Much has been reported on alleged corruption and governance failures in the Eastern Cape Department of Health that have devastating consequences for healthcare services to those most in need. This is also true for inadequate emergency medical services (EMS) in the province. Nontsikelelo Mpulo and Thokozile Mtsolongo argue that solutions to the province's EMS woes should start with improved spending of available budgets.
A young man is stabbed during an altercation on a Saturday evening in the village of Folokwe, about 100km from Mthatha in the Eastern Cape. Community members who witness the incident around 9pm, call the local ambulance base at Mqanduli, 64km from the village.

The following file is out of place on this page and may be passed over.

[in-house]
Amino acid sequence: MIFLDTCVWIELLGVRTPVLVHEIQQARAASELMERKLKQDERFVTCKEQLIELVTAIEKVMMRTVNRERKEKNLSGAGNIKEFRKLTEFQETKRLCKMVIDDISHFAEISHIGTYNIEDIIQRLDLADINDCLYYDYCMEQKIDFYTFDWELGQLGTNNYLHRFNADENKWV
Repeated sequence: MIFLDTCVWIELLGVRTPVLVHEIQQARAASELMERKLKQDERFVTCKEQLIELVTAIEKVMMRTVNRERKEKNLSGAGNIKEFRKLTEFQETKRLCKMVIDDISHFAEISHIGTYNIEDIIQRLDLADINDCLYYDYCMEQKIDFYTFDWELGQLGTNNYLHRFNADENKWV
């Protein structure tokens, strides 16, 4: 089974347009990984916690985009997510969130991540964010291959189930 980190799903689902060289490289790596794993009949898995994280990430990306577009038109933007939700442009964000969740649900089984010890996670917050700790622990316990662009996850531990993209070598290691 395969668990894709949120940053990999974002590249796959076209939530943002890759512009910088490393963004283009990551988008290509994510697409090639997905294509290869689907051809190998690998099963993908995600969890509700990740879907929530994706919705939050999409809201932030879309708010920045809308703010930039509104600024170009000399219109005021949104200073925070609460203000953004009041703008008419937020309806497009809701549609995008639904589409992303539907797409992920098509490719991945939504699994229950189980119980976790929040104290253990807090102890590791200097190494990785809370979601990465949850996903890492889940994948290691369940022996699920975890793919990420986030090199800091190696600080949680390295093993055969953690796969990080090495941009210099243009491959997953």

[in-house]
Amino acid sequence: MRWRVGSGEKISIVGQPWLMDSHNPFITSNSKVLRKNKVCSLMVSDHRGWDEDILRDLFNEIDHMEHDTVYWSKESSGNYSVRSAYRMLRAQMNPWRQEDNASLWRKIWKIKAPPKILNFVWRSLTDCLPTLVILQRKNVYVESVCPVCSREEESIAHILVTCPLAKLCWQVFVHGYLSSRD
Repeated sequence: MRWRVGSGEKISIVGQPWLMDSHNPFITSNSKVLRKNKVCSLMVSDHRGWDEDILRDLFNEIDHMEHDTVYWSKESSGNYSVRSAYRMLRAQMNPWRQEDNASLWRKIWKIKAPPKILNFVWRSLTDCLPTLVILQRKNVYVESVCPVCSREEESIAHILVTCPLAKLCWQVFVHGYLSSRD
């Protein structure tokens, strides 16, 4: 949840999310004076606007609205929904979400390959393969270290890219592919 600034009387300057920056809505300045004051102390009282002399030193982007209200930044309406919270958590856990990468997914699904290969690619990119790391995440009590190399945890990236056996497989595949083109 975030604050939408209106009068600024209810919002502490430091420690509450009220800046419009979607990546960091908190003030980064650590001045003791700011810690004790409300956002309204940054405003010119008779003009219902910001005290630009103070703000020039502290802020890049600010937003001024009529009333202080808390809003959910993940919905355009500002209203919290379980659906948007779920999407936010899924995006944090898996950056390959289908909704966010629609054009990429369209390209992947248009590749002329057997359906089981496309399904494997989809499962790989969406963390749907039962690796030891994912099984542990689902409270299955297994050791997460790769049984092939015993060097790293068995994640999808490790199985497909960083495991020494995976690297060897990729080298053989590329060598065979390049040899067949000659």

The call would go to the intermediate life support paramedic and driver at the ambulance stationed in Nqileni. The two will then make the 20-minute journey to Folokwe. Meanwhile, a villager who received First Aid training will stem the bleeding and upon arrival on the scene, the paramedic will stabilise the young man and he will survive.
This is the vision some in the community of Folokwe have of emergency medical services (EMS) in the area. In this vision, ambulance services are not just within reach, but also respond on time.